In Brief

Five psychologists have received the APA Board of Scientific Affairs' first annual Meritorious Research Citations, which recognize outstanding service to psychological science by psychologists in the federal government.

"These are scientists who have left academic careers and have modulated their own research in order to provide the care, diligence and creativity needed to nurture psychological science," said APA Past-president Philip G. Zimbardo, PhD, who helped present the awards in December. "Our own Members may not be entirely aware of how pivotal the contributions of these dedicated scientists are to the survival and growth of psychology as a science."

The 2002 awardees are:

  • Robert Croyle, PhD. Croyle is the associate director of the Behavioral Research Program at the National Cancer Institute. He was commended for championing the development of cutting-edge intervention research for such complex health behaviors as smoking, nutrition and exercise.

  • Sarah Friedman, PhD. Friedman is shepherding the Study of Early Child Care and Youth Development at the National Institute of Child Health and Human Development. Now in its 12th year, the groundbreaking longitudinal study involves 10 sites and 1,200 children who have been followed since birth.

  • David Shurtleff, PhD. Shurtleff was recognized for his work at the National Institute on Drug Abuse, where he increased support for behavioral researchers and played an instrumental role in initiating and promoting research on treatment strategies for drug abuse.

  •  Joseph Young, PhD. Young is retiring as the human cognition and perception program officer in the Social, Behavioral and Economic Sciences Directorate of the National Science Foundation (NSF). He was recognized for his nearly 30 years of service and support for cognitive science and research funding at NSF, as well as work at the Office of Naval Research.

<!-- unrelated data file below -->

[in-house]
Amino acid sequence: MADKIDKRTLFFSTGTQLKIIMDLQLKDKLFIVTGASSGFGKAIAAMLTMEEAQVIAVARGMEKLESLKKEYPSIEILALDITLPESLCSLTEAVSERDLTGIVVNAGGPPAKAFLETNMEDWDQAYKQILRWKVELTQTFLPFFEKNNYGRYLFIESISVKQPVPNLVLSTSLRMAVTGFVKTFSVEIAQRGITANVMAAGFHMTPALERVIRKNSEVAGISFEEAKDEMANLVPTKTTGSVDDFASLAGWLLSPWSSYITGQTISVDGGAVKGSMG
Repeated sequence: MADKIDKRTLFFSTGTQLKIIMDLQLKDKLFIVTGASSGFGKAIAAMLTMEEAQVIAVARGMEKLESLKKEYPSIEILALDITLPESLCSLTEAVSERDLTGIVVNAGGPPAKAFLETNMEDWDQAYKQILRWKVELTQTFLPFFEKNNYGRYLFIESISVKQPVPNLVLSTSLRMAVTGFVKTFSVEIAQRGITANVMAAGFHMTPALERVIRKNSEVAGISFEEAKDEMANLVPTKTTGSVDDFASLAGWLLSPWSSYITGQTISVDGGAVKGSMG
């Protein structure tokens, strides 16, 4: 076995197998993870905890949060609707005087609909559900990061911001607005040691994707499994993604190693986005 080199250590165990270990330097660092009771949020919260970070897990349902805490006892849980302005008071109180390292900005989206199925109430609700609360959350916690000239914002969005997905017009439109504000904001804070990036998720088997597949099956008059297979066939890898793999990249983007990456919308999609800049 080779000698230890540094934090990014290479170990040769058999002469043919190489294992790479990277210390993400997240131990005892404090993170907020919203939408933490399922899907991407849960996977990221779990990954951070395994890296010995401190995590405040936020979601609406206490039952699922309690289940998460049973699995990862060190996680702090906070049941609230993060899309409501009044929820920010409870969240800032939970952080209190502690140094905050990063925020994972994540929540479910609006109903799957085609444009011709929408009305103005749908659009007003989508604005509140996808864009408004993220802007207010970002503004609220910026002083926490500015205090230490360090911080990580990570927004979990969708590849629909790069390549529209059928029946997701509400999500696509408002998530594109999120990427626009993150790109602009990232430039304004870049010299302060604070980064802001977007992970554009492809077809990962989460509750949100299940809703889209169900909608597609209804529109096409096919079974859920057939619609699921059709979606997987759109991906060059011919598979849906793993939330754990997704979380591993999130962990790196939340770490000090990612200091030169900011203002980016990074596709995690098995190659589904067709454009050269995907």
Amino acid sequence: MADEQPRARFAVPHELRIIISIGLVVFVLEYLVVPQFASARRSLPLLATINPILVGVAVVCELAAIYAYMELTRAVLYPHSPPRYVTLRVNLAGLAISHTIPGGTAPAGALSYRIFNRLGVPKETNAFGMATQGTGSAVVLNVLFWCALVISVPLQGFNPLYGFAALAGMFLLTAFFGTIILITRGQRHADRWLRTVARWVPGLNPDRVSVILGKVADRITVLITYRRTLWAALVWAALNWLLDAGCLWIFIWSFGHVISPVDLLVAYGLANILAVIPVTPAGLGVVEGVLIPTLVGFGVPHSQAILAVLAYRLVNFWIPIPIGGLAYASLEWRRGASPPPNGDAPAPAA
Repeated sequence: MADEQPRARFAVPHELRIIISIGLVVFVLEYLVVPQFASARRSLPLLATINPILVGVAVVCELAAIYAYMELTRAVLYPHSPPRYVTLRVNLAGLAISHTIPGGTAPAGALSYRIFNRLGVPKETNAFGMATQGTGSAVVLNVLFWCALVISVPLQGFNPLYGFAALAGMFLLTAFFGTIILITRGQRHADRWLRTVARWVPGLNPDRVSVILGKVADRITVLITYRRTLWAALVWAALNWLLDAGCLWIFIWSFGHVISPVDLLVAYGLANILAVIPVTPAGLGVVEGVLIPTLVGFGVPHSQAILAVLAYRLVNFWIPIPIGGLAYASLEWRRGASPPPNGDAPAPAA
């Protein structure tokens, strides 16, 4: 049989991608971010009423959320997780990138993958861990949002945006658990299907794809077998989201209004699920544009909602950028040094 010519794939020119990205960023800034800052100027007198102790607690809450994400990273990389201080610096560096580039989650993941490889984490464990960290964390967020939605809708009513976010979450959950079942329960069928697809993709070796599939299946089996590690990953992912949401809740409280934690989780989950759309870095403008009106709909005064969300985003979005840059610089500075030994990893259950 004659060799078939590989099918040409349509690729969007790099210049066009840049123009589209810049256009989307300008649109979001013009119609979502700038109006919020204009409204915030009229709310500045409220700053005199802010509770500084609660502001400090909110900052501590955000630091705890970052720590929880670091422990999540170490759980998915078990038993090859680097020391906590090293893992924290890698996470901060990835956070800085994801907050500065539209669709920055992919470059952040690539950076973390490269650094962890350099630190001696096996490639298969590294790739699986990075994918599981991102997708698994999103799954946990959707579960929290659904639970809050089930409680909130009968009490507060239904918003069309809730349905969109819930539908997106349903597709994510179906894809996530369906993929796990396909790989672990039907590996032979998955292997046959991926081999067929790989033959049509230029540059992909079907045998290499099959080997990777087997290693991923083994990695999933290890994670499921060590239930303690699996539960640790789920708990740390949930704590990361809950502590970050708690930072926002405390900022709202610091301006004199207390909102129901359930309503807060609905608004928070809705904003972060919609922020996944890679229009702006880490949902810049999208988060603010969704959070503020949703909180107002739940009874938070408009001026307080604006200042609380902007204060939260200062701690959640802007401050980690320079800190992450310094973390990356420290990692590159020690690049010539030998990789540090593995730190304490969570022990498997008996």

• Rodney Cocking, PhD. Cocking was posthumously awarded a citation for his varied service in the federal government, most recently as a program officer for the Learning and Developmental Sciences Program at NSF. He was also the initial staff director for the Board on Behavioral, Cognitive and Sensory Sciences and the Basic Behavioral Science Program on Cognition and Learning at the National Academy of Sciences.

To nominate a psychologist for the 2003 awards, submit a nomination packet--a letter of nomination that is no more than two pages and describes the individual's contributions, a curriculum vitae and three letters of support with at least two from outside the nominee's organization--to Suzanne Wandersman, APA Science Directorate, at the APA address; (202) 336-6000; e-mail.

--D. SMITH